London Wheat Sinks To 29-Month Low

27/05/14 -- EU grains closed mostly lower, with London wheat faring the worst, playing catch-up with some of the losses posted by the French market yesterday when the UK (and US) was closed.

The day ended with Jul 14 London wheat down GBP3.25/tonne at GBP147.00/tonne, a 29-month lowest close for a front month, and with new crop Nov 14 London wheat closing GBP2.10/tonne lower at GBP144.00/tonne. Nov 14 Paris wheat closed EUR0.25/tonne higher at EUR193.00/tonne, Jun 14 Paris corn was down EUR1.25/tonne to EUR173.25/tonne and Aug 14 Paris rapeseed fell EUR2.75/tonne to EUR353.25/tonne.

A generally improved weather outlook for Europe, the FSU and the US, plus the imminent arrival of the 2014 harvest (the combines are already rolling in Texas wheat areas, and barley will probably be getting cut in southern France and Ukraine within a matter of weeks) has taken us all the way back to where we started on new crop, prior to the Russian taking of Crimea and the spec buying that prompted.

Europe will probably bring in it's second largest wheat harvest in history, and it's biggest corn crop in at least 15 years in 2014, according to current estimates. Russia's grain harvest will be around last year's levels, maybe more if you believe their Ag Ministry's estimates, and Ukraine's crop won't be down by that much on last year by all accounts.

Crucially, Russia and Ukraine are expected to export similar volumes of grain to this year, whilst it's unlikely that European wheat will see as much demand as it did in 2013/14. On top of that, Europe will continue to import large quantities of corn, according to current forecasts.

The Ukraine Ag Ministry said that the country had exported a record 31.337 MMT of grains so far this season, including 16.673 MMT of corn and 8.981 MMT of wheat. There's a further 743 TMT already on vessels waiting to sail, or portside waiting to load, they added.

They also said that Ukraine farmers had already planted 7.6 million of an anticipated 2014 spring grain area of 8.1 million hectares. That includes 4.7 million ha of an expected corn area of 4.9 million ha. Plantings last year were 4.825 million ha.

Russia's IKAR said that large to medium sized farmers there had planted 9.3 million ha (71%) of the planned 13 million ha of spring wheat area, up from the 6.6 million ha sown this time a year ago. They've also planted 2.4 million ha of corn (93% of the planned 2.6 million), up from 2.2 million ha this time last year.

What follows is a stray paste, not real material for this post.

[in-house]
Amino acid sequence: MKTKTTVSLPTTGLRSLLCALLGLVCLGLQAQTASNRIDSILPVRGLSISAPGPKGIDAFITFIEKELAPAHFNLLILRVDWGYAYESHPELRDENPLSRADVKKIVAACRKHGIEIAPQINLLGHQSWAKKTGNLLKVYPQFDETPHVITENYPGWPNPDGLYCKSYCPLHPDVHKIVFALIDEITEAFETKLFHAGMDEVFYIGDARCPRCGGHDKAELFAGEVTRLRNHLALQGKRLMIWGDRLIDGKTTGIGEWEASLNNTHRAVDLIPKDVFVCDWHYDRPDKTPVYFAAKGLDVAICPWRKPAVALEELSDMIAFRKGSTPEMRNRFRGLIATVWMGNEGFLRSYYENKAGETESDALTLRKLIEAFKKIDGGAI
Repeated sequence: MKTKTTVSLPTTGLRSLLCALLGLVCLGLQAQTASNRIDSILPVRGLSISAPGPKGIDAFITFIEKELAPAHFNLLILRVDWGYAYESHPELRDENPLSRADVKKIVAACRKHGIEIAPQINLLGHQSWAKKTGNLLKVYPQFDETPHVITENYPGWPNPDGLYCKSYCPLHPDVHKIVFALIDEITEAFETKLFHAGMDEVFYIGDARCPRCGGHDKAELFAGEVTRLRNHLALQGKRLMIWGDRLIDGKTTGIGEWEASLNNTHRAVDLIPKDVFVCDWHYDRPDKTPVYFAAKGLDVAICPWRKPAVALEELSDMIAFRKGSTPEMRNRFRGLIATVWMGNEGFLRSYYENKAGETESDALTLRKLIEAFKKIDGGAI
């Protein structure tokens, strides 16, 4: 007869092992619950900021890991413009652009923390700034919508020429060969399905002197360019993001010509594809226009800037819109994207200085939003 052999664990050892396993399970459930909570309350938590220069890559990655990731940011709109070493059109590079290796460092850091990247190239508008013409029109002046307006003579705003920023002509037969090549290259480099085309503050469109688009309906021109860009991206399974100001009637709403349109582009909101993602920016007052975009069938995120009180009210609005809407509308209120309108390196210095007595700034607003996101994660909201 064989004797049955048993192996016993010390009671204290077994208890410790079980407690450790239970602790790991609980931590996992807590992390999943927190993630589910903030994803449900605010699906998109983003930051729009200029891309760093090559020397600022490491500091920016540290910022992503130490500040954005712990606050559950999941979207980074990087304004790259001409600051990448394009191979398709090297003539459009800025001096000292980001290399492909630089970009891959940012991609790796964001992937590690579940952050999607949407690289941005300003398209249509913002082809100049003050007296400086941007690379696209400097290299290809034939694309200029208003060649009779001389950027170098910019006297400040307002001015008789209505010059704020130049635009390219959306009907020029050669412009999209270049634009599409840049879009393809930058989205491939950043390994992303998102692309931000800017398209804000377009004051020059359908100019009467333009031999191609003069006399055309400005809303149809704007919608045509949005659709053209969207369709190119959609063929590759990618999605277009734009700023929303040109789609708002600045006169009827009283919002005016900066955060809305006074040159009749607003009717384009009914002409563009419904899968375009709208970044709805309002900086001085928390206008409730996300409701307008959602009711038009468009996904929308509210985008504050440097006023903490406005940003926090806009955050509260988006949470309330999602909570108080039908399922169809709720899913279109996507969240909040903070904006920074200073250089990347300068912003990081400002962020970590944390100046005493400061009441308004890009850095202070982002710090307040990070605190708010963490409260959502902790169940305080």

Russia's crops are currently reported to be in pretty good shape, with the forecast rains due across the next couple of weeks likely to be of benefit. Crops in Ukraine are looking good too, with the odd exception in the east.

Indonesia bought 125 TMT of new crop Russian 12% milling wheat in a tender, reportedly paying $290-295/tonne for it, including freight. That equates to around GBP172.50-175.50/tonne delivered.

Black Sea 12.5% milling wheat is quoted in the market at around $258-262/tonne FOB for Jul/Aug availability - the equivalent of around £153.50-156.00/tonne loaded at the port. New crop corn is said to be around $218-220/tonne FOB, which is only around the GBP130/tonne mark loaded at the port.

The German Stats Office said that they'd exported 12 MMT of grains in the first three quarters of the 2013/14 campaign (Jul/Mar), up from 10.2 MMT a year previously. Exports within the EU were down to 5.5 MMT from 6.5 MMT in that period, whist those to non-EU destinations were up to 6.4 MMT from 3.7 MMT a year ago, aided by good demand from Iran after EU sanctions against the latter were relaxed.

Toepfer raised their forecast for the German wheat crop in 2014 to 24.87 MMT, which is now almost 1 MMT higher than the USDA's forecast from earlier in the month, and also increased their outlook on rapeseed output to 5.72 MMT (USDA: 5.48 MMT).

Better weather in the US this past week means that growers there should have made big strides with their plantings of corn, soybeans and spring wheat when the USDA release their latest planting progress report this evening.

South Australian grain growers meanwhile say widespread rains there have fallen just in time, after crops were sown into dry soil.